me, my Self & you

This installation visualises the search for the Self. Do we even have one?

The viewing boxes represent the inner ‘me’ of the artist. The visitor is confronted with one aspect per viewing box, which says something about the artist and more … Her confusion is neatly visualised by the cut-outs she has made. At this moment in time, the artist believes she needs ‘the other’ to even know she exists. The small mirrors inside the viewing boxes confronts the viewer with her/his own portrait, blending with the photographic art pieces inside the viewing boxes.

at the exhibition, opposite wall the viewing boxes
at the exhibition, self portrait ‘I am sincerely me’ – 80 x120 cm Canson Satin – and some of the artist’s brainstorms on paper roll



audience and the viewing boxes, during exhibition in Antwerp


It’s an art installation that is presented using opposing walls; five viewing boxes on one wall and one large self-portrait on the other.

It all started with this one question: How do I know my Self isn’t someone else’s Self?

On one side the artist is confused about whether or not we have a Self and where it is located. On the other side she’s convinced we need the other to even experience we at least exist. These two thoughts and emotions are being visualised inside the viewing boxes. Squares of 4×4 cm and 3×3 cm have been cut out of the photographs inside the viewing boxes. Cubes of the same size, but alternating in height have been placed on the cut outs. On some of the cubes, the cut outs have been put back, on others small mirrors were placed. Puk’s confusion is thus portrayed by a photograph that is no longer flat and confuses the viewer on how to look at it. The small mirrors confront the viewer with parts of her/himself but also stand for interaction, Puk’s convinced that we need the other person to confirm our own existence.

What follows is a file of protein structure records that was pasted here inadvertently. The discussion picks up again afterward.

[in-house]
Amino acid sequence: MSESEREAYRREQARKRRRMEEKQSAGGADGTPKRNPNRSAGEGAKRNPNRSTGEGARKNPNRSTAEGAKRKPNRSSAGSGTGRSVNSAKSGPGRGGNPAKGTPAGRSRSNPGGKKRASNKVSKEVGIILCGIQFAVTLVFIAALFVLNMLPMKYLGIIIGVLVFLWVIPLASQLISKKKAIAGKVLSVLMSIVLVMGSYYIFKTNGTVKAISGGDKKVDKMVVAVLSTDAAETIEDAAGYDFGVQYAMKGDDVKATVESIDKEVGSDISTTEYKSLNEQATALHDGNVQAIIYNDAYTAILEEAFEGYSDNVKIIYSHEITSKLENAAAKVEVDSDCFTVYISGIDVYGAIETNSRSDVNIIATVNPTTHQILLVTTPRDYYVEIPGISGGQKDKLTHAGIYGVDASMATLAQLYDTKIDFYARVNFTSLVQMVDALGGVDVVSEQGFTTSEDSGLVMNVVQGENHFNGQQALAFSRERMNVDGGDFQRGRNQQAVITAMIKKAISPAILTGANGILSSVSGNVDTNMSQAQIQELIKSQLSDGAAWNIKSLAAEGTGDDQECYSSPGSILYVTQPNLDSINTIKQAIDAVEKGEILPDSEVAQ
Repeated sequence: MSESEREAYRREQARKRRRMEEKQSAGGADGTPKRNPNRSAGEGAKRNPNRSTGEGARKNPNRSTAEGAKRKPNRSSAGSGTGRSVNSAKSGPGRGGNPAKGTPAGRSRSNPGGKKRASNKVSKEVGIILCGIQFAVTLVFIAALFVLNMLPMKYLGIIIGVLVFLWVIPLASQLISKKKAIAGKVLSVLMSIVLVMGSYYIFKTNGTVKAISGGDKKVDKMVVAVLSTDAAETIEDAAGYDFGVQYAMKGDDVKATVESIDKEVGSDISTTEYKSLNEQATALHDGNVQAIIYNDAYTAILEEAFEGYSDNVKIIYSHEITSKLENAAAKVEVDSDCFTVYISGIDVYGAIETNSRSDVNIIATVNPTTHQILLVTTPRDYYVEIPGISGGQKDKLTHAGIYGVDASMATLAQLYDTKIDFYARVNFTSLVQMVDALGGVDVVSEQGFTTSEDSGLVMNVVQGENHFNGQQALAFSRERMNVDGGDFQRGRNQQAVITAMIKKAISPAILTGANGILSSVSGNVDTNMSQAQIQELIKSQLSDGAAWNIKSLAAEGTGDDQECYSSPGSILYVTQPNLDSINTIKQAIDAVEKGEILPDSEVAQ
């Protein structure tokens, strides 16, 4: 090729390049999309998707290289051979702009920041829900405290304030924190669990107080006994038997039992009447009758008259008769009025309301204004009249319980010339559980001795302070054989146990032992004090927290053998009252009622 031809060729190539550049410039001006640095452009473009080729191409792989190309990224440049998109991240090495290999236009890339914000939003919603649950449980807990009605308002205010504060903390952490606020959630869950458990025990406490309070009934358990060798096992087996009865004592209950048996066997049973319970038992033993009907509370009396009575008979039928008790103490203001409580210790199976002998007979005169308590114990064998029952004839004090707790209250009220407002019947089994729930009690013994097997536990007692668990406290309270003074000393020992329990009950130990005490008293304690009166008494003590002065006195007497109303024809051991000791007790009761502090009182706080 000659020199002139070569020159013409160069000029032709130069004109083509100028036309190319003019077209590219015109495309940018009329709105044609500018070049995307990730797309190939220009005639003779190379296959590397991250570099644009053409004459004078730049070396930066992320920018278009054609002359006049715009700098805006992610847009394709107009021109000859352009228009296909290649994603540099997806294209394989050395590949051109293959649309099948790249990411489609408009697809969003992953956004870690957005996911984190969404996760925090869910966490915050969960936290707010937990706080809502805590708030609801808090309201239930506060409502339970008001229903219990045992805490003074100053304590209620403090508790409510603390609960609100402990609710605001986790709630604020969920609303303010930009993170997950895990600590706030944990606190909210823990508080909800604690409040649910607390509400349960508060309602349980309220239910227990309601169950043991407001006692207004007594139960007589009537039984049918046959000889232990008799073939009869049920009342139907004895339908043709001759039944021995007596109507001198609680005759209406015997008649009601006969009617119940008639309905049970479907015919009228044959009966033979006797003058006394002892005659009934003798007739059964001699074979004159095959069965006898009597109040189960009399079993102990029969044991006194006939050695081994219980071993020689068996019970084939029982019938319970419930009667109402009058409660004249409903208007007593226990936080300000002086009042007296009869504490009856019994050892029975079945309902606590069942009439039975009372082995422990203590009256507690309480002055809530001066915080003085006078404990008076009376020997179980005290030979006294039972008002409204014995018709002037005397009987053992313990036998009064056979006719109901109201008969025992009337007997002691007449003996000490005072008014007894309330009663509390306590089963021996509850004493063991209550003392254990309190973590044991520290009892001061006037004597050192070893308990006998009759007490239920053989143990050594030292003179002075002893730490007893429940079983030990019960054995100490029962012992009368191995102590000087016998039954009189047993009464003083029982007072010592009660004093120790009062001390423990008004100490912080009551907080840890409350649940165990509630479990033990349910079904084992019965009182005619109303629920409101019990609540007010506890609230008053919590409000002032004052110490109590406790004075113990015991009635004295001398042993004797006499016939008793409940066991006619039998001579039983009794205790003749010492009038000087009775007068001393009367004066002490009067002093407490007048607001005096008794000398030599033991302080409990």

Since the artist hasn’t found out if we have a Self and where it could be located, she chose to define herself using five images. The viewing boxes are symbolic to her inner world, that is somewhat transparent. The transparency was achieved by using a white, thin parachute fabric that provides the viewing box with defused light, even when the viewer put her/his head inside the viewing box. The artist has chosen to visualise her inner world because the search for the Self is intrinsically.

The five subjects that were chosen:

  • my eye, so called mirror to the soul; do you see my soul?
  • my neurons, I suspect a large part (if not all) of my Self is located somewhere inside my brain
  • my anger, I can’t stand injustice and I suspect this is due to my upbringing
  • the octopus, I have special relationship with this animal
  • my meditative side, I consciously choose to nourish my longing for peace, quietness and solitude

Although Puk is confused, she knows one thing for sure: she is sincerely herself at this moment. Which she portrays with her last photograph that is not inside a viewing box, because showing oneself is an expression that is directed outward. Offering her heart is inspired on one of the iconographic drawings by Cesare Ripa1, the icon ‘sincerity’.
She has chosen to use white body paint to show that she’s constantly changing, on all kinds of levels and to give the photograph a vulnerable look and feel, since exposing your Self makes you vulnerable in a sense. The reason she used double exposure is because of a certain duality: on one hand Puk loves and cherishes herself, her heart. On the other hand she wants to share/show herself to the world, with a watchful eye.